the organization of the Atlanta Opera in 1985, she will
perform in operas produced and directed by the acclaimed
opera singer Blanche Thebom, and in 1974, she will sing at
the gala marking the inauguration of her nephew, Maynard
Jackson, as mayor of Atlanta. After retiring from the
stage, she will begin a teaching career at the University
of Texas, where she will be the first African American
artist on the faculty. She will spend the 1974-75 school
year as artist-in-residence at Spelman College, giving
recitals and teaching master classes. In 1979, Spelman
will award honorary doctorate degrees to both Dobbs and
Marian Anderson. She will continue her teaching career as
professor of voice at Howard University, in Washington,
D.C. She will serve on the board of the Metropolitan Opera
and on the National Endowment of the Arts Solo Recital
Panel. She will continue to give recitals until as late as
1990 before retiring to Arlington, Virginia. She will move
to a retirement center in Atlanta in 2013.

1931 – Thurston Theodore Harris is born in Indianapolis, Indiana.
He will become a rhythm and blues vocalist. He will be
best known for his recordings of “Little Bitty Pretty One,”
and “Over and Over.” He will join the ancestors in Pomona,
California after succumbing to a heart attack on April 14,

1948 – Earnest Lee “Ernie” Holmes is born in Jamestown, Texas. He
will become a professional football player and will be a
defensive tackle for the Pittsburgh Steelers. He will be
part of the “Steel Curtain” front four and help Pittsburgh
in winning Super Bowls IX and X. He will join the ancestors
after being killed in an automobile accident on January 17,

1950 – Patricia Eva “Bonnie” Pointer is born in Oakland, California.
She will become a singer and member of the vocal group,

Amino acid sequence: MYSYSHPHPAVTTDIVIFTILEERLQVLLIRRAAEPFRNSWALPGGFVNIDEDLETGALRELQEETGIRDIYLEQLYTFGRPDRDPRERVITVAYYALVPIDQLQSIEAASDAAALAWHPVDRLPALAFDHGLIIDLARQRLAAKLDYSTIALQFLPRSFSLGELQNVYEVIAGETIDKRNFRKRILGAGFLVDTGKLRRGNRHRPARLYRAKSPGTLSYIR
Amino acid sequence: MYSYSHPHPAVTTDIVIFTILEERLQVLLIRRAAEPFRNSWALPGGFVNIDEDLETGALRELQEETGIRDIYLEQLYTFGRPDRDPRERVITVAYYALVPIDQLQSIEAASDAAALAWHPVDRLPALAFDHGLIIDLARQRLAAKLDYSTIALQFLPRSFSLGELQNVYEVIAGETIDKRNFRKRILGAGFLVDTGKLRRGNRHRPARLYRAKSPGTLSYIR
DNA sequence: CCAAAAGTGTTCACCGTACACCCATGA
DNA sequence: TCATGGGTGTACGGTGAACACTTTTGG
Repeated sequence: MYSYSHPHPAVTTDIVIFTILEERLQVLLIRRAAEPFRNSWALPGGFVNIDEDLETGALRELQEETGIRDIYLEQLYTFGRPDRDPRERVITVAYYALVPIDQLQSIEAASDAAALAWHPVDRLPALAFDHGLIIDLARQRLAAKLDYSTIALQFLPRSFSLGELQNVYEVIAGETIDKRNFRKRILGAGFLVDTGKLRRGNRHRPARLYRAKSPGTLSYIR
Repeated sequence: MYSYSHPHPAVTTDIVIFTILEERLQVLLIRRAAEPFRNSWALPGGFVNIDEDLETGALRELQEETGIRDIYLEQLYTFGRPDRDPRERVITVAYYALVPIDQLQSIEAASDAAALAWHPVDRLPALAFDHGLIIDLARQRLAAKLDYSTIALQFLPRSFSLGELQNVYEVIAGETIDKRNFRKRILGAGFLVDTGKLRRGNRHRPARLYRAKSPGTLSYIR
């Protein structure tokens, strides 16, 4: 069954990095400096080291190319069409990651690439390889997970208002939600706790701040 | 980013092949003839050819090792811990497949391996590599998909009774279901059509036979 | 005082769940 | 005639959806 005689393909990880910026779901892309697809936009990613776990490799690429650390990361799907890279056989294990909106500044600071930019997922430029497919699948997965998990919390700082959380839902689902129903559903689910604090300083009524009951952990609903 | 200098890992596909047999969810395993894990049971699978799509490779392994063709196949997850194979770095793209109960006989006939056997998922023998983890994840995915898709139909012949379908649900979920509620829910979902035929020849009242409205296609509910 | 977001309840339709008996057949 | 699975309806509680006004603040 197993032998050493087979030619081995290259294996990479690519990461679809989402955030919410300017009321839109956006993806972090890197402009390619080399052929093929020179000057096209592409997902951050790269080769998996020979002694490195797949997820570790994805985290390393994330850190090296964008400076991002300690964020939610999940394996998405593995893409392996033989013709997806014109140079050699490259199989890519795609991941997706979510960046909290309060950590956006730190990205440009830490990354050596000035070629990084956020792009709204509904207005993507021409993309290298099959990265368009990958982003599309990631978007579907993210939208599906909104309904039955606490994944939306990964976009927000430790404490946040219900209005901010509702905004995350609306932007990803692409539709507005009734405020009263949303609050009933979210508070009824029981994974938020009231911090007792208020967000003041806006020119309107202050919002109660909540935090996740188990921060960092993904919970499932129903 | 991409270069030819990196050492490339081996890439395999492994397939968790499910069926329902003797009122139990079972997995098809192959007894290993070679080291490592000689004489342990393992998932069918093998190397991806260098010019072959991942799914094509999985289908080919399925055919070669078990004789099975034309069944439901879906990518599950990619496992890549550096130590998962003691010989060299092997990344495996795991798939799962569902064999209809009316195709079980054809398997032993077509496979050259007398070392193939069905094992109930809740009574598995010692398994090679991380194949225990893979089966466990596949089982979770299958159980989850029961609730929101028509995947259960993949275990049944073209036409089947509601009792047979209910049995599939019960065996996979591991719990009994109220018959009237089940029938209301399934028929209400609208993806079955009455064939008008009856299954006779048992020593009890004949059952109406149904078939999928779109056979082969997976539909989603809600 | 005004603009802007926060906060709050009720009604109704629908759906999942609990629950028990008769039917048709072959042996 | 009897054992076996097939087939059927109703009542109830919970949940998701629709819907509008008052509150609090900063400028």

The Pointer Sisters. The four sisters will begin their
career singing gospel music and will eventually debut in
1973 as a secular group recording for ABC/Blue Thumb
Records. In 1974, the Pointer Sisters will perform at the
Grand Ole Opry, becoming the first African American female
group to do so. They also will become the first African
American female group to be number one on Billboard’s
country and western chart. They will change to a trio in
1977 when sister Bonnie signs as a solo act with Motown
Records. The group will be best known for their hits
“Slow Hand” (1981), “What a Surprise” (1981), “Excited”
(1982), “I Need You” (1983), and the Grammy Award-winning
“Jump” (1983) and “Automatic” (1984).

1953 – Leon Spinks is born in St. Louis, Missouri. He will win the
Olympic Light Heavyweight Gold Medal in 1976 and go on to
become a professional boxer. He will win his first nine
professional bouts, becoming the World Heavyweight Champion,
defeating Muhammad Ali. After losing to Ali in a rematch,
his career will decline and he will not be able to duplicate
his earlier successes.

1954 – The first White Citizens Council organizes in Indianola,
Mississippi. Reminiscent of the end of Reconstruction, the
Klan, the White Citizens’ Council, and other White
supremacist groups will attempt to prevent any further
progress in the civil rights movement.

1958 – Daisy Bates and the Little Rock Nine, African-American youths
who desegregated Central High School in Little Rock,
Arkansas, receive the Spingarn Medal for their “heroism and
pioneering roles in upholding the basic ideals of American
democracy in the face of continuing harassment and constant
threats of bodily injury.”

1960 – Ivory Coast, Dahomey, Upper Volta & Niger declare
independence from their European colonial rulers.

1977 – The Medal of Freedom is awarded posthumously to Rev. Martin
Luther King, Jr. in a White House ceremony.

1987 – Bo Jackson signs a $7.4 million contract to play football
for the Los Angeles Raiders for five years. Jackson becomes
a two-sport player as he continues to play baseball with
the Kansas City Royals.

1992 – Undeclared presidential hopeful Ross Perot, addressing the
NAACP convention in Nashville, Tennessee, startles and
offends his listeners by referring to the predominantly
African American audience as “you people.”

Information retrieved from the Munirah Chronicle and is edited by Mr. Rene’ A. Perry.